Classic symptoms of ringworm in cats include skin lesions that typically appear on the head, ears and forelimbs. Ringworm can cause flaky bald patches that sometimes look red in the center. In mild cases, there may be localized areas of redness or simply dandruff, while more severe infections can spread over a cat’s entire body. It’s also possible for a pet to carry ringworm spores and not show any symptoms whatsoever.
A cat can get ringworm directly through contact with an infected animal-or indirectly through contact with bedding, dishes and other materials that have been contaminated with the skin cells or hairs of infected animals. Ringworm spores are notoriously hardy and can survive in the environment for more than a year. And by the way, we are talking about domestic cats not the napping leopard in the image above!
Any cat can develop ringworm, but kittens less than a year old and geriatric cats are most prone to infection, while longhaired cats and those who are immunocompromised are also more susceptible. Ringworm can quickly spread in shelters or other crowded environments; warm and humid conditions tend to promote ringworm infections.
Because infection can potentially spread over a cat’s body, it is important that you see your vet for an accurate diagnosis if you suspect your pet has ringworm. And because the infection can easily spread to you and other animals in the household, it’s a smart idea to immediately quarantine your cat until a veterinarian can confirm a diagnosis. You should also thoroughly wash your hands after you touch your cat.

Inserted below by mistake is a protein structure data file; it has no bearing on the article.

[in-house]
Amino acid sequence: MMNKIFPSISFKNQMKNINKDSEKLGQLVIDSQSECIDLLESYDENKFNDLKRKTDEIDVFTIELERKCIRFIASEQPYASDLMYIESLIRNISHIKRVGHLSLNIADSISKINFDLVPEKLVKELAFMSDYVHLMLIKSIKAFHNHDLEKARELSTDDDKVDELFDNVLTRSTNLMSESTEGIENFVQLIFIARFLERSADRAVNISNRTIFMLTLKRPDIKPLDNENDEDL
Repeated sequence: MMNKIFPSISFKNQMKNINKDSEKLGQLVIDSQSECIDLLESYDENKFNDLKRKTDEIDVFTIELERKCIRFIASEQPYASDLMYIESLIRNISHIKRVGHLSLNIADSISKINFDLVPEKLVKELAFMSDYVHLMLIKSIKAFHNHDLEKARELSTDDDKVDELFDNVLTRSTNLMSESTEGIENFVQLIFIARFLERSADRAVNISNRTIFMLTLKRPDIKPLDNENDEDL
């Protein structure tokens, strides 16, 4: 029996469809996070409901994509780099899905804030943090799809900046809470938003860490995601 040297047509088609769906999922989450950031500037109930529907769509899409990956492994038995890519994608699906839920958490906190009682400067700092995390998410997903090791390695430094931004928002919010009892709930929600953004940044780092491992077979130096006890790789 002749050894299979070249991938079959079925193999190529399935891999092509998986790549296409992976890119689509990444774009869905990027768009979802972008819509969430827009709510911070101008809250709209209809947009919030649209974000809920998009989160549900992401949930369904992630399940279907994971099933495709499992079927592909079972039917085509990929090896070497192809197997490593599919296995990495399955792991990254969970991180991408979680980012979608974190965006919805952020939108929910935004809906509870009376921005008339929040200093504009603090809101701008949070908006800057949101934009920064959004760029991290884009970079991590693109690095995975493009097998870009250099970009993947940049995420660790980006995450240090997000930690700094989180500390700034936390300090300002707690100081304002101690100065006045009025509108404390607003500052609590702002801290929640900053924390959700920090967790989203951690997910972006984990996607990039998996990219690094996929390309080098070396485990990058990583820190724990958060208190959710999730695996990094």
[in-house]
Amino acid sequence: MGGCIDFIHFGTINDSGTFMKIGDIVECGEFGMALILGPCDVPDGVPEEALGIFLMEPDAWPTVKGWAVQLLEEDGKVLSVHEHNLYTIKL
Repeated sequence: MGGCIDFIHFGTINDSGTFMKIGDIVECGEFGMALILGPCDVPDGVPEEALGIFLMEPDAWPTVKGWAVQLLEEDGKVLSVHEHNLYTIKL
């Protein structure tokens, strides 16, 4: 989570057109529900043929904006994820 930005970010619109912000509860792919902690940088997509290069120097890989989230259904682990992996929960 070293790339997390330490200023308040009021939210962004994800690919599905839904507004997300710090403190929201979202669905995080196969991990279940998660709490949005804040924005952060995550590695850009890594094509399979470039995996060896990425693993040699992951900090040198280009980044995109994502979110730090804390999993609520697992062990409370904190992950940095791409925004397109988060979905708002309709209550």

Since some cats show few or no symptoms, a diagnosis of ringworm is rarely made just by looking at the skin. A veterinarian may use an ultraviolet light to diagnose ringworm, or may examine a fungal culture taken from a cat’s hair or skin cells. Skin biopsy and microscopic exam are sometimes also performed.
Treatment of ringworm depends on the severity of the infection. A veterinarian may prescribe a shampoo or ointment that contains a special medication to kill the fungus. In some cases, oral medications are necessary. In order to ensure that you’ve eradicated this resistant and hardy fungus, treatment may have to be given for several months or more and fungal cultures rechecked periodically. It’s also important to treat the cat’s environment, too, to prevent infection from recurring.